I strongly recommend 'Midnight at the Well of the Souls' (and the subsequent series) by Jack L Chalker. The original set of books was pretty hard to find. It is by far my favourite sci-fi series.
It is often funny, sometimes sad but always thought provoking. It's a series of books that ultimately makes you think about Life, the Universe and Everything (except for the lack of restaurants, dolphins and floating couches).
Nathan Brazil is the captain of the interstellar freighter Stehekin. While transporting three passengers, Captain Brazil receives a distress call from an uninhabited planet and makes a detour to investigate. There, they find the remains of a research team murdered by the rogue scientist Elkinos Skander in order to conceal his discovery of how to control Markovian technology. While exploring the planet, they are inadvertently transported to the Well World, where they must track down Skander and his equally brilliant and insane pupil. In addition, they must deal with being changed into bizarre alien creatures.
I'm the security director for a mid sized global company. I'm the guy behind locking down the desktops. I won't reiterate the eloquent arguments my colleagues made about the tradeoffs between security / useability and costs.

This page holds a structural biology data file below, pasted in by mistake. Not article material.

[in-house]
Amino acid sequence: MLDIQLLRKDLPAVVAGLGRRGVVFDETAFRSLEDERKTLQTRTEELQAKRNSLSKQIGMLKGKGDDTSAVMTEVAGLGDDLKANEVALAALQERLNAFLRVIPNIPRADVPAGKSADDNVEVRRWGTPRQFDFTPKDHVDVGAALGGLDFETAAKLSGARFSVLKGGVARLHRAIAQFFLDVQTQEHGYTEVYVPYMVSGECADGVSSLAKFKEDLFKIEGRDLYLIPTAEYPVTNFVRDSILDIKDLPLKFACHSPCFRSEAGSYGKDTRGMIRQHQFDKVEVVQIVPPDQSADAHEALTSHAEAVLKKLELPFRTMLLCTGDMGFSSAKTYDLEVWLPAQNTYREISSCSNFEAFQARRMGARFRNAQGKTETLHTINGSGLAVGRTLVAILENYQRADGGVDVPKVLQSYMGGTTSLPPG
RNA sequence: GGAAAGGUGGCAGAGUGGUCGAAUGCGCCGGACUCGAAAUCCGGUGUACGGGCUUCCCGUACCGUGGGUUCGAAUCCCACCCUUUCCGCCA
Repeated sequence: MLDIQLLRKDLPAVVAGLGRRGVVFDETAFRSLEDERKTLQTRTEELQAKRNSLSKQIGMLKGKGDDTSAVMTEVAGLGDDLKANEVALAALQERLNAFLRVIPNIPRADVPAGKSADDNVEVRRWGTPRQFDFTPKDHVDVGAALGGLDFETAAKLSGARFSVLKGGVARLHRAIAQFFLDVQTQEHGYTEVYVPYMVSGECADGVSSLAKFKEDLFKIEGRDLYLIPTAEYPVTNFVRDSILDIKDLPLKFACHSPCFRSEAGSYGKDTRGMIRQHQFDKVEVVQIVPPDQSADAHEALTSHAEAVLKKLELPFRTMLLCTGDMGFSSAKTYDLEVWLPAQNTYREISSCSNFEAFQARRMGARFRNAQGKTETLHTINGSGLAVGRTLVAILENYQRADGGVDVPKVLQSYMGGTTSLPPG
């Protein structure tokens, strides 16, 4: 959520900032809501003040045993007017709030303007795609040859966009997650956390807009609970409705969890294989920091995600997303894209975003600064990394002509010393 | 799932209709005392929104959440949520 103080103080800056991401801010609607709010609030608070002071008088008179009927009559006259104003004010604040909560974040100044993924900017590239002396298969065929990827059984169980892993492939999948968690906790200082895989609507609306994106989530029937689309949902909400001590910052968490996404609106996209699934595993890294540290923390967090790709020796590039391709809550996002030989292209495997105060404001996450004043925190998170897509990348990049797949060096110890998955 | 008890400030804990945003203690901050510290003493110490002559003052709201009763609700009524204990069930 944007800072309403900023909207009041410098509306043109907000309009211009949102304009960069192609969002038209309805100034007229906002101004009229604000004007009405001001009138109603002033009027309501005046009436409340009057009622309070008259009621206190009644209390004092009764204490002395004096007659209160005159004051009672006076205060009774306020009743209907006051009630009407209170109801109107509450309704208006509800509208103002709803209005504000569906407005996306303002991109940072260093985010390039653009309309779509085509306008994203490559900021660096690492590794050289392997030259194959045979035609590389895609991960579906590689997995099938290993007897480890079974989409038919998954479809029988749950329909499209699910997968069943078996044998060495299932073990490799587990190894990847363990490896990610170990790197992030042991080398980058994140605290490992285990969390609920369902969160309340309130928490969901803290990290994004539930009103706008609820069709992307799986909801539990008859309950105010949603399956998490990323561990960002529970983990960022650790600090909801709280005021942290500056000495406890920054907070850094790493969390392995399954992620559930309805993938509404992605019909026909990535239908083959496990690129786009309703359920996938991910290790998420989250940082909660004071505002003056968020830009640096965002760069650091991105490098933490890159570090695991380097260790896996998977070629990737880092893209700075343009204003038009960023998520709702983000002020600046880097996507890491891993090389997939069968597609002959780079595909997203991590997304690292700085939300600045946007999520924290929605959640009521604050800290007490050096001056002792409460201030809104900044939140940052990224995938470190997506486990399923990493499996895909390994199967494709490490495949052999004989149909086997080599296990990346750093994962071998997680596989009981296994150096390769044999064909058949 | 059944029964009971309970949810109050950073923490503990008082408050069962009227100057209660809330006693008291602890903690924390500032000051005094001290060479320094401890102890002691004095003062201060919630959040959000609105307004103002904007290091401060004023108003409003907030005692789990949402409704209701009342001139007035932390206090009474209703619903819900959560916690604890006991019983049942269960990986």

I will say that we are in process of virtualizing our business applications such that all the users will need is web browser to do the work (a la mainframes). Our tests are showing that they are a) very receptive to using whatever they want for their systems and b) our costs will be lower. The idea is the keys to our kingdom (our IP, data, code etc) are locked up pretty tightly, and the user side of the network is more open. It's an approach that seems to be doing well.
Our users are using win, mac, linux (me) and various flavours of tablets. For the apps we have virtualized, it's going well.
It is a good way to balance control and freedom.
You can't go home again, unless you set $HOME.